The number of people who crossed the Russian-Finnish land border on the day Russia lifted the restrictions reached pre-coronavirus levels of more than 5,000 people, Yle TV reported, citing Southeast Finland’s Border Service chief Kimmo Gromov.
“This roughly corresponds to the usual day when there were no restrictions,” said Kimmo Gromov.
According to him, about 60% of the passengers traveled from Russia to Finland, and the rest – from Finland to Russia. The head of the border guard said that Russians most often travel to Finland for tourism, shopping or checking their properties, while Finns travel to Russia for cheap gasoline.
From June 30, Finland lifted restrictions on the entry of foreigners related to the fight against the coronavirus. As of July 15, Russia lifted land border restrictions that had been in place since March 2020 due to the coronavirus pandemic.
In the first week of July, the Consulate General of Finland in St. Petersburg received about 2.7 thousand visa applications. At the same time, for the whole of June this year, about 10,000 applications were submitted. Before the pandemic, Finland was the leader in the number of Schengen visas issued in Russia and was in the top three most popular destinations for Russian tourists. Turkey and Abkhazia were in first and second place.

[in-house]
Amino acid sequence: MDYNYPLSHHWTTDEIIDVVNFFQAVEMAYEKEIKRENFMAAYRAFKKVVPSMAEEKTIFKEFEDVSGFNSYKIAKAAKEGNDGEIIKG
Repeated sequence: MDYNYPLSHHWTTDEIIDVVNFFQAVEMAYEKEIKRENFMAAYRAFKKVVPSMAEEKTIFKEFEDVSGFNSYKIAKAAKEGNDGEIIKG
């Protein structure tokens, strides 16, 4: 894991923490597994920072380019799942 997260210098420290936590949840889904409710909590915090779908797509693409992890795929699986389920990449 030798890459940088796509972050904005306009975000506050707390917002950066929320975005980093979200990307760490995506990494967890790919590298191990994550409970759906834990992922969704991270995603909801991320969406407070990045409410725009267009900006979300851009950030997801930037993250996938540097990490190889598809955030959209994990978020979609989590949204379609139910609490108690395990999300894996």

In 2019, Finnish missions in Russia issued a total of 790,000 Schengen visas. In the same year, Russians made 3.7 million trips to the Scandinavian country.
Meanwhile, Finland is strengthening its border with Russia
Finland has adopted laws to strengthen security along its border with Russia, Reuters reports.
Parliament today approved legislation that would allow fences to be erected as well as the closure of the 1,300km shared border with Russia to asylum seekers in the event of “extraordinary circumstances”.
Finland fought two wars in the 1940s against its eastern neighbor.
After years of military neutrality, the country is now applying to join NATO amid fears that Russia could invade, as it did in Ukraine on February 24.
Since World War II, Helsinki has maintained a high level of military preparedness.
The country of 5.5 million has about 280,000 conscripts and 870,000 trained reservists. Finland did not abolish conscription for men, as many other Western countries did after the end of the Cold War.